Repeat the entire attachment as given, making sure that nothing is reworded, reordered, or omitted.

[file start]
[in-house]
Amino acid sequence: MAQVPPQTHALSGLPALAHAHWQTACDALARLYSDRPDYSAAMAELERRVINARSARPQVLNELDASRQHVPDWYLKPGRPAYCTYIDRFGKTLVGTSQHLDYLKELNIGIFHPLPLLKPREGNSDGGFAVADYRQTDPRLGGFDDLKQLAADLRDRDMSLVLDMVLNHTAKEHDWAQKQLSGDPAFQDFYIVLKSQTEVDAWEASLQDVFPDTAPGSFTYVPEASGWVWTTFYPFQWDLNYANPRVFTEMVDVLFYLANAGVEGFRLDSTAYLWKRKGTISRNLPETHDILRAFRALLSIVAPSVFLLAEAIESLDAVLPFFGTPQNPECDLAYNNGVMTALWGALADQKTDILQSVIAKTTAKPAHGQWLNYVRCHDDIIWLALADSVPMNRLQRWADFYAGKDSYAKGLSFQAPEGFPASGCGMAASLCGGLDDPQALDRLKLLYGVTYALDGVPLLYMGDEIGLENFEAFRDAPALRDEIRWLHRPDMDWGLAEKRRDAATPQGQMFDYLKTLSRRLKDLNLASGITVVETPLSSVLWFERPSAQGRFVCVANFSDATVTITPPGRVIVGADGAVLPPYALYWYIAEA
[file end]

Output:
[in-house]
Amino acid sequence: MAQVPPQTHALSGLPALAHAHWQTACDALARLYSDRPDYSAAMAELERRVINARSARPQVLNELDASRQHVPDWYLKPGRPAYCTYIDRFGKTLVGTSQHLDYLKELNIGIFHPLPLLKPREGNSDGGFAVADYRQTDPRLGGFDDLKQLAADLRDRDMSLVLDMVLNHTAKEHDWAQKQLSGDPAFQDFYIVLKSQTEVDAWEASLQDVFPDTAPGSFTYVPEASGWVWTTFYPFQWDLNYANPRVFTEMVDVLFYLANAGVEGFRLDSTAYLWKRKGTISRNLPETHDILRAFRALLSIVAPSVFLLAEAIESLDAVLPFFGTPQNPECDLAYNNGVMTALWGALADQKTDILQSVIAKTTAKPAHGQWLNYVRCHDDIIWLALADSVPMNRLQRWADFYAGKDSYAKGLSFQAPEGFPASGCGMAASLCGGLDDPQALDRLKLLYGVTYALDGVPLLYMGDEIGLENFEAFRDAPALRDEIRWLHRPDMDWGLAEKRRDAATPQGQMFDYLKTLSRRLKDLNLASGITVVETPLSSVLWFERPSAQGRFVCVANFSDATVTITPPGRVIVGADGAVLPPYALYWYIAEA